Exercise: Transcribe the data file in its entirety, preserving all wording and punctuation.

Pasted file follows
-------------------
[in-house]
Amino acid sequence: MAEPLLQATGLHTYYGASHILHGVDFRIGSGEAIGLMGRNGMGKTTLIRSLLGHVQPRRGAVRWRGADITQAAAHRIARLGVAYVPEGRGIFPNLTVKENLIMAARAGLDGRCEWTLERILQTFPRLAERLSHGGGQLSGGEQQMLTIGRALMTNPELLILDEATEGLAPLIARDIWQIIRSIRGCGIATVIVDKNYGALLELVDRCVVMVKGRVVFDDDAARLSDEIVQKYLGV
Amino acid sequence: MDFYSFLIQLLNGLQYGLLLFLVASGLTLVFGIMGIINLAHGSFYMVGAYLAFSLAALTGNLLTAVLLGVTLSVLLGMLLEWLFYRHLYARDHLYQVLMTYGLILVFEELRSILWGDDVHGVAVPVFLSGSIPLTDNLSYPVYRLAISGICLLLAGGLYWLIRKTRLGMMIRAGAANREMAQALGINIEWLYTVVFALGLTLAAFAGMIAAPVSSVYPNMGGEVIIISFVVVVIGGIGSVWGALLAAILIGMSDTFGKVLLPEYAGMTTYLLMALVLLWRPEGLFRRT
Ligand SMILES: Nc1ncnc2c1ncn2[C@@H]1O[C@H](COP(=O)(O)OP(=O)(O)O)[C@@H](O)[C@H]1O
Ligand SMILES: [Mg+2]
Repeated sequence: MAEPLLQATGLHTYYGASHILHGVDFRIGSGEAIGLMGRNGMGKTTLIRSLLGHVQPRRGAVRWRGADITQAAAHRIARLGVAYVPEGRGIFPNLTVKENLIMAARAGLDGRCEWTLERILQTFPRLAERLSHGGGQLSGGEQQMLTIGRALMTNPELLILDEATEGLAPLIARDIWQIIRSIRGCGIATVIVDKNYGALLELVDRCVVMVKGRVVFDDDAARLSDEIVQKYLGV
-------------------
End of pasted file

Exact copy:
[in-house]
Amino acid sequence: MAEPLLQATGLHTYYGASHILHGVDFRIGSGEAIGLMGRNGMGKTTLIRSLLGHVQPRRGAVRWRGADITQAAAHRIARLGVAYVPEGRGIFPNLTVKENLIMAARAGLDGRCEWTLERILQTFPRLAERLSHGGGQLSGGEQQMLTIGRALMTNPELLILDEATEGLAPLIARDIWQIIRSIRGCGIATVIVDKNYGALLELVDRCVVMVKGRVVFDDDAARLSDEIVQKYLGV
Amino acid sequence: MDFYSFLIQLLNGLQYGLLLFLVASGLTLVFGIMGIINLAHGSFYMVGAYLAFSLAALTGNLLTAVLLGVTLSVLLGMLLEWLFYRHLYARDHLYQVLMTYGLILVFEELRSILWGDDVHGVAVPVFLSGSIPLTDNLSYPVYRLAISGICLLLAGGLYWLIRKTRLGMMIRAGAANREMAQALGINIEWLYTVVFALGLTLAAFAGMIAAPVSSVYPNMGGEVIIISFVVVVIGGIGSVWGALLAAILIGMSDTFGKVLLPEYAGMTTYLLMALVLLWRPEGLFRRT
Ligand SMILES: Nc1ncnc2c1ncn2[C@@H]1O[C@H](COP(=O)(O)OP(=O)(O)O)[C@@H](O)[C@H]1O
Ligand SMILES: [Mg+2]
Repeated sequence: MAEPLLQATGLHTYYGASHILHGVDFRIGSGEAIGLMGRNGMGKTTLIRSLLGHVQPRRGAVRWRGADITQAAAHRIARLGVAYVPEGRGIFPNLTVKENLIMAARAGLDGRCEWTLERILQTFPRLAERLSHGGGQLSGGEQQMLTIGRALMTNPELLILDEATEGLAPLIARDIWQIIRSIRGCGIATVIVDKNYGALLELVDRCVVMVKGRVVFDDDAARLSDEIVQKYLGV